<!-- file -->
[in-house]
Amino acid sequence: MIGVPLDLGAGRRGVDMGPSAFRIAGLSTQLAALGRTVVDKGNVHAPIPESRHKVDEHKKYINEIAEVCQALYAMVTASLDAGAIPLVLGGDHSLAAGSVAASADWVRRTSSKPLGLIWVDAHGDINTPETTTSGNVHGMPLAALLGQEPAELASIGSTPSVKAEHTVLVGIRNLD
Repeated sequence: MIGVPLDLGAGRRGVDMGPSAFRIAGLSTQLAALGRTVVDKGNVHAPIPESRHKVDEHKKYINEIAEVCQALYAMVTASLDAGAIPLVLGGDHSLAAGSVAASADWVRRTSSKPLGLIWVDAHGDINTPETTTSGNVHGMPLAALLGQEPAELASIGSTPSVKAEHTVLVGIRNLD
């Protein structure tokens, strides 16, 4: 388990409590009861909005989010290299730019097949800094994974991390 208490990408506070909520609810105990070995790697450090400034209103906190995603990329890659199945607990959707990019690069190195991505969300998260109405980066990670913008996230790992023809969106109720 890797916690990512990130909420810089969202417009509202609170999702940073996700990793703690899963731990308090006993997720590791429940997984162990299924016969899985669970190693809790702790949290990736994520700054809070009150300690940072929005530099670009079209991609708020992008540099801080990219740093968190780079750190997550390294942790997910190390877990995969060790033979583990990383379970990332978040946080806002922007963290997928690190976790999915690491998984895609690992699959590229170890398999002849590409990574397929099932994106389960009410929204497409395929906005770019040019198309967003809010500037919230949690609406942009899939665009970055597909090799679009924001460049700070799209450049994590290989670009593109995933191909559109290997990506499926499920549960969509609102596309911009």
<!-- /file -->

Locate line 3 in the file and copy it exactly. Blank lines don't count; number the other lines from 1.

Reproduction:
Repeated sequence: MIGVPLDLGAGRRGVDMGPSAFRIAGLSTQLAALGRTVVDKGNVHAPIPESRHKVDEHKKYINEIAEVCQALYAMVTASLDAGAIPLVLGGDHSLAAGSVAASADWVRRTSSKPLGLIWVDAHGDINTPETTTSGNVHGMPLAALLGQEPAELASIGSTPSVKAEHTVLVGIRNLD